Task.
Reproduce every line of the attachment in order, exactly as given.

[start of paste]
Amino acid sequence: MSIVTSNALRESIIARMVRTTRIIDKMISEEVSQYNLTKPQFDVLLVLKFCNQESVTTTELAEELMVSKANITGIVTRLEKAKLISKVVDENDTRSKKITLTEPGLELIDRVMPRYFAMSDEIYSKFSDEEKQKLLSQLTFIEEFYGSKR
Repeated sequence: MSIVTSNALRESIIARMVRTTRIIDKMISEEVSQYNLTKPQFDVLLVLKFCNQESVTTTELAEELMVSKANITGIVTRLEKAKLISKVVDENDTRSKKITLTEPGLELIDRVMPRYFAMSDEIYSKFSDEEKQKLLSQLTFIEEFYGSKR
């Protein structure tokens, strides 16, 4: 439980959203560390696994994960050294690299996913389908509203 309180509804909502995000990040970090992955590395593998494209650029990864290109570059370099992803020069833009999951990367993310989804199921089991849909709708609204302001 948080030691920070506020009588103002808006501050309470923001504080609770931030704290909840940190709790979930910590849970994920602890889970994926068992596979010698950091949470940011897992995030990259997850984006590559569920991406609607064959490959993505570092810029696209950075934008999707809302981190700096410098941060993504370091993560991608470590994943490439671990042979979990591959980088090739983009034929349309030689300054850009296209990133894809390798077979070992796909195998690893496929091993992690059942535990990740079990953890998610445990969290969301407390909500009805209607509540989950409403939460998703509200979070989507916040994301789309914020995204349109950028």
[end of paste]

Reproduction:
Amino acid sequence: MSIVTSNALRESIIARMVRTTRIIDKMISEEVSQYNLTKPQFDVLLVLKFCNQESVTTTELAEELMVSKANITGIVTRLEKAKLISKVVDENDTRSKKITLTEPGLELIDRVMPRYFAMSDEIYSKFSDEEKQKLLSQLTFIEEFYGSKR
Repeated sequence: MSIVTSNALRESIIARMVRTTRIIDKMISEEVSQYNLTKPQFDVLLVLKFCNQESVTTTELAEELMVSKANITGIVTRLEKAKLISKVVDENDTRSKKITLTEPGLELIDRVMPRYFAMSDEIYSKFSDEEKQKLLSQLTFIEEFYGSKR
């Protein structure tokens, strides 16, 4: 439980959203560390696994994960050294690299996913389908509203 309180509804909502995000990040970090992955590395593998494209650029990864290109570059370099992803020069833009999951990367993310989804199921089991849909709708609204302001 948080030691920070506020009588103002808006501050309470923001504080609770931030704290909840940190709790979930910590849970994920602890889970994926068992596979010698950091949470940011897992995030990259997850984006590559569920991406609607064959490959993505570092810029696209950075934008999707809302981190700096410098941060993504370091993560991608470590994943490439671990042979979990591959980088090739983009034929349309030689300054850009296209990133894809390798077979070992796909195998690893496929091993992690059942535990990740079990953890998610445990969290969301407390909500009805209607509540989950409403939460998703509200979070989507916040994301789309914020995204349109950028």